Speed D | Continued from Page 6 about anything else. If the defense focuses on tackling and getting to the ball carrier then expect this number to go down and the defense to look much more improved. WSU also is giving up points at an alarming rate, 30.6 points per game, good for the 100th best scoring defense in the country. This has not been the Cougs specialty in previous years. They have finished 42nd in the nation in 2018 with 23.3 points per game and 56th in 2017 with 25.8 points per game. Even though this discrepancy is not as alarming as yards per game, it is still a concern.
The new defense is going to have to put a lot of effort into holding their own in the red zone. When the opposing team gets inside the 20-yard line, the SPEED D needs to make sure they keep them out of the endzone and limit them to a field goal, or even better force a turnover. If the defense can fix those key issues then they have a chance to get back to the ideal iterations of the SPEED D. Fortunately for the Cougs, the first test for this defense should not prove to be too difficult. WSU will face off against the Sun Devils of Arizona State in Tempe, Arizona. ASU has been the 88th best
team in yards per game with 376.8 yards per game. The Sun Devils are also only averaging 22.8 points per game, so they are not a huge threat to light up the scoreboard. One thing the Sun Devils have done well this season is take care of the football. They are 19th in the NCAA in turnovers per game, averaging less than one per game. Their quarterback Jayden Daniels takes especially good care of the ball. He has thrown only one interception in five games. That gives him an interception on less than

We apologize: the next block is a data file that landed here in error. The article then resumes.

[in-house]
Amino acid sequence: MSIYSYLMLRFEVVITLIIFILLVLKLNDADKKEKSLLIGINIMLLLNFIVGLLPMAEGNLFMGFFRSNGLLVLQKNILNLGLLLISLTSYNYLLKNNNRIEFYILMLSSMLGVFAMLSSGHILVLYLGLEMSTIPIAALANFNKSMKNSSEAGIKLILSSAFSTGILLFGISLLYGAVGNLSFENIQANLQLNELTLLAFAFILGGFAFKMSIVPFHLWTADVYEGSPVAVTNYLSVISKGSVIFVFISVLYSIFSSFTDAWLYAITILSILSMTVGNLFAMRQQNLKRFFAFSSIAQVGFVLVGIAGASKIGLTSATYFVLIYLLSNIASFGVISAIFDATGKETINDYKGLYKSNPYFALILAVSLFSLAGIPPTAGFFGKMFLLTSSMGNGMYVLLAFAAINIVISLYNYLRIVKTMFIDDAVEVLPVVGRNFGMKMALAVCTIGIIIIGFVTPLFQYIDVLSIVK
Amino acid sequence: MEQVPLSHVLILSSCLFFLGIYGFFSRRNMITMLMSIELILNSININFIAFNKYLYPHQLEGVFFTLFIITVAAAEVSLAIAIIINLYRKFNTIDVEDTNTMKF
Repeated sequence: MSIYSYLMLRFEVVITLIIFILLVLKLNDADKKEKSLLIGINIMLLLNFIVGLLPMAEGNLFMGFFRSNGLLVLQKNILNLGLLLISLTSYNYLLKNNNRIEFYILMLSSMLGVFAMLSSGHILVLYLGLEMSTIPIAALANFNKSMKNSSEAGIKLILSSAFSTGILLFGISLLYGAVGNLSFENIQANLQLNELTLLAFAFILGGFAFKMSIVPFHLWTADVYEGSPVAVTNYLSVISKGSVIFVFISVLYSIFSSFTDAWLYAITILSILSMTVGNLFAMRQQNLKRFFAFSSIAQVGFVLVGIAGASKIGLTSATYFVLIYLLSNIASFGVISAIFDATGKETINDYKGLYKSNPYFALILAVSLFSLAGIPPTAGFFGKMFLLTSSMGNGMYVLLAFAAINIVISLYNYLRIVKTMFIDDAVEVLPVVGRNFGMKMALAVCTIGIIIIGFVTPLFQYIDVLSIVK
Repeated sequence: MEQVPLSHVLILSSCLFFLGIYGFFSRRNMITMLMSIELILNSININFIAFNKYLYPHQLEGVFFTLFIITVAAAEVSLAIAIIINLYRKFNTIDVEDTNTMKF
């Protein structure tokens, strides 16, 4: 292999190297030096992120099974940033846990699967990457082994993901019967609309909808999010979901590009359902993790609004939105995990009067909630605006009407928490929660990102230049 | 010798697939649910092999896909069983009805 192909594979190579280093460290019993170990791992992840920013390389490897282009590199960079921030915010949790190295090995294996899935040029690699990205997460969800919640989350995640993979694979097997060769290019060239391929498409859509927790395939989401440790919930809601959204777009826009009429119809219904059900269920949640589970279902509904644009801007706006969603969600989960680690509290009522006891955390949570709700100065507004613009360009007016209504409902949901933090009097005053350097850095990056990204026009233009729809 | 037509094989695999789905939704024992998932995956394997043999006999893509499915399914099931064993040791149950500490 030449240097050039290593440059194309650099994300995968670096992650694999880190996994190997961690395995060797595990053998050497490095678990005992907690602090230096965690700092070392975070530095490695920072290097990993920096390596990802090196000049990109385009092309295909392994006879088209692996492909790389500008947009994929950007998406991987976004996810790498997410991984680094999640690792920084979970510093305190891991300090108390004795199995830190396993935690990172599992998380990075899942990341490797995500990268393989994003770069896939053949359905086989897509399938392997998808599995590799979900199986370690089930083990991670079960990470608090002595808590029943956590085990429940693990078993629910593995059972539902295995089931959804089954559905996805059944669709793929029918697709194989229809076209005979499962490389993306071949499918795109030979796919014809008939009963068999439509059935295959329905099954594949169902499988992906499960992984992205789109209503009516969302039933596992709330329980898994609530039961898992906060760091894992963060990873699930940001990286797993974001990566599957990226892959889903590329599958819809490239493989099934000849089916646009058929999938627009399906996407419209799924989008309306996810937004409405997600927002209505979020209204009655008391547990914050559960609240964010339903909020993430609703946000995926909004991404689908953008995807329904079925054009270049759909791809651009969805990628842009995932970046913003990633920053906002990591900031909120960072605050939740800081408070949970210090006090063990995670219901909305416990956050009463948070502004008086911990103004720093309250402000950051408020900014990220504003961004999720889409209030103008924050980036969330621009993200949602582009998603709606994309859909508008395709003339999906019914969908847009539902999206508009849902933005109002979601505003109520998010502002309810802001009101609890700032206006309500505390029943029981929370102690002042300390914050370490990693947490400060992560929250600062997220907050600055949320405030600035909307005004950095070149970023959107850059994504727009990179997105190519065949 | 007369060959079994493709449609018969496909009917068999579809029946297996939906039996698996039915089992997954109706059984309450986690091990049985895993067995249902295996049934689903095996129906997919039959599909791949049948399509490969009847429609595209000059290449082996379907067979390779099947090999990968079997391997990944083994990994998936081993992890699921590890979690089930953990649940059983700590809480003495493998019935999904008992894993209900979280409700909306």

one percent of his passing attempts. In comparison, Anthony Gordon has an interception on two point five percent of his passing attempts, which is not bad by any means, The Cougars are going to have to force Daniels to make mistakes if they want to win. They need to find a way to create pressure that leads to either drive-killing sacks or momentum-shifting interceptions. WSU should be able to slow down, or even shut down, the offense of the Sun Devils and set the tone of this new-look defense for the rest of the season.
Football | Continued from Page 6
VB | Continued from Page 5
has also slipped down to a three-way tie for fourth place for most receiving touchdowns with eight touchdowns. Head coach Mike Leach said team meetings are very important toward future improvement but expects more out of it as well. “I think it’s really important, but it’s got to be actions too,” Leach said. “There’s got to be something behind it.” Gordon said the team used OLIVER MCKENNA | DAILY EVERGREEN FILE the bye week to Then senior nickel back Hunter Dale celebrates after come together and an interception on Oct. 20 2018 at Martin Stadium. strengthen themgized, Gordon said. better, play with energy selves to get ready “We’re ready to go,” and be ready to be 1-0,” for the Sun Devils. “Part of our standard is Gordon said. “We’re ready Rogers said. “We got to holding each other account- to take on the Sun Devils.” turn it up a notch.” Redshirt junior lineable, you know, making Kickoff is set for 12:40 sure we are all on the same backer Justus Rogers p.m. on Saturday at page,” Gordon said. said there is definitely The morale of locker a boost on the defense Sun Devil Stadium. The room and the team on and under new leadership. game can be viewed on off the field is re-ener“We’re just trying to get the Pac-12 Networks.